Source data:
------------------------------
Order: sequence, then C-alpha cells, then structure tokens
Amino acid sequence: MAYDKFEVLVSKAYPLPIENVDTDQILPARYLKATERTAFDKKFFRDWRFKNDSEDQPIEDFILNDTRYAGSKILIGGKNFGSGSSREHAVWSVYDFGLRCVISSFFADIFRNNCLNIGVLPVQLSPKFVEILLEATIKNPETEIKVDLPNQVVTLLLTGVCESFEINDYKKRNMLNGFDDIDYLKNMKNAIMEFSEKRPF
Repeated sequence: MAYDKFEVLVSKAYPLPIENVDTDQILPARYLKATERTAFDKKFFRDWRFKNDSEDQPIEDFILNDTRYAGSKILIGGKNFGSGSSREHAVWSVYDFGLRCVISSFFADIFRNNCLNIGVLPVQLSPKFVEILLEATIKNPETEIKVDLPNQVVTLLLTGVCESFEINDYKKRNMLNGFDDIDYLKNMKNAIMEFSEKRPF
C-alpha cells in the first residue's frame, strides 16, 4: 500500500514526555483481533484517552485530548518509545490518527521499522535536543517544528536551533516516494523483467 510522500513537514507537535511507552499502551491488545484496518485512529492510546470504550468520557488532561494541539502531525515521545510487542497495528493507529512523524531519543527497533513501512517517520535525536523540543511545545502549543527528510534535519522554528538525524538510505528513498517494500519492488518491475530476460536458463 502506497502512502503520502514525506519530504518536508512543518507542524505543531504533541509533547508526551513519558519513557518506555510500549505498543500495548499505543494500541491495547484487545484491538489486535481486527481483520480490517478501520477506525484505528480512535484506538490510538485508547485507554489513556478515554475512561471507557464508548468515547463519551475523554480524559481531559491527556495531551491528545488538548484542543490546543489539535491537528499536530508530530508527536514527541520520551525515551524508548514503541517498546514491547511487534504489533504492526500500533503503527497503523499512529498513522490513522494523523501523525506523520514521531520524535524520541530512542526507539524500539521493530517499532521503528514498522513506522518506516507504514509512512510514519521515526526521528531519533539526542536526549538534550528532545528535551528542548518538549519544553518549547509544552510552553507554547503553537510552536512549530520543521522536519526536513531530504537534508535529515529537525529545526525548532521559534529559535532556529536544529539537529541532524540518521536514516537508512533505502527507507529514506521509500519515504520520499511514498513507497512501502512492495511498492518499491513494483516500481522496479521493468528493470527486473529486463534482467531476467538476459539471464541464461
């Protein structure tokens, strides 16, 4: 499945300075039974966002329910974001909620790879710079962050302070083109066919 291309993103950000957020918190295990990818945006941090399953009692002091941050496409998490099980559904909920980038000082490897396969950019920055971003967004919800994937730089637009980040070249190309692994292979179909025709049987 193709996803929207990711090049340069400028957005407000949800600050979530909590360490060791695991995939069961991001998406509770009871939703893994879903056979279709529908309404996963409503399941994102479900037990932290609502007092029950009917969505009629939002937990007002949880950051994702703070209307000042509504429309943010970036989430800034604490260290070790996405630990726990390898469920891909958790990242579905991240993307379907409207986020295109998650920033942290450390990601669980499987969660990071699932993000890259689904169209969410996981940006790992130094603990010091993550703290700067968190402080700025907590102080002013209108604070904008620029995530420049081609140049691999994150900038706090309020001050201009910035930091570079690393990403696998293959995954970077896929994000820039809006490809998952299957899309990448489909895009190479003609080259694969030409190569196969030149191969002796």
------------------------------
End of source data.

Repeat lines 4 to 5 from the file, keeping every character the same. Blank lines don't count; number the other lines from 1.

C-alpha cells in the first residue's frame, strides 16, 4: 500500500514526555483481533484517552485530548518509545490518527521499522535536543517544528536551533516516494523483467 510522500513537514507537535511507552499502551491488545484496518485512529492510546470504550468520557488532561494541539502531525515521545510487542497495528493507529512523524531519543527497533513501512517517520535525536523540543511545545502549543527528510534535519522554528538525524538510505528513498517494500519492488518491475530476460536458463 502506497502512502503520502514525506519530504518536508512543518507542524505543531504533541509533547508526551513519558519513557518506555510500549505498543500495548499505543494500541491495547484487545484491538489486535481486527481483520480490517478501520477506525484505528480512535484506538490510538485508547485507554489513556478515554475512561471507557464508548468515547463519551475523554480524559481531559491527556495531551491528545488538548484542543490546543489539535491537528499536530508530530508527536514527541520520551525515551524508548514503541517498546514491547511487534504489533504492526500500533503503527497503523499512529498513522490513522494523523501523525506523520514521531520524535524520541530512542526507539524500539521493530517499532521503528514498522513506522518506516507504514509512512510514519521515526526521528531519533539526542536526549538534550528532545528535551528542548518538549519544553518549547509544552510552553507554547503553537510552536512549530520543521522536519526536513531530504537534508535529515529537525529545526525548532521559534529559535532556529536544529539537529541532524540518521536514516537508512533505502527507507529514506521509500519515504520520499511514498513507497512501502512492495511498492518499491513494483516500481522496479521493468528493470527486473529486463534482467531476467538476459539471464541464461
């Protein structure tokens, strides 16, 4: 499945300075039974966002329910974001909620790879710079962050302070083109066919 291309993103950000957020918190295990990818945006941090399953009692002091941050496409998490099980559904909920980038000082490897396969950019920055971003967004919800994937730089637009980040070249190309692994292979179909025709049987 193709996803929207990711090049340069400028957005407000949800600050979530909590360490060791695991995939069961991001998406509770009871939703893994879903056979279709529908309404996963409503399941994102479900037990932290609502007092029950009917969505009629939002937990007002949880950051994702703070209307000042509504429309943010970036989430800034604490260290070790996405630990726990390898469920891909958790990242579905991240993307379907409207986020295109998650920033942290450390990601669980499987969660990071699932993000890259689904169209969410996981940006790992130094603990010091993550703290700067968190402080700025907590102080002013209108604070904008620029995530420049081609140049691999994150900038706090309020001050201009910035930091570079690393990403696998293959995954970077896929994000820039809006490809998952299957899309990448489909895009190479003609080259694969030409190569196969030149191969002796």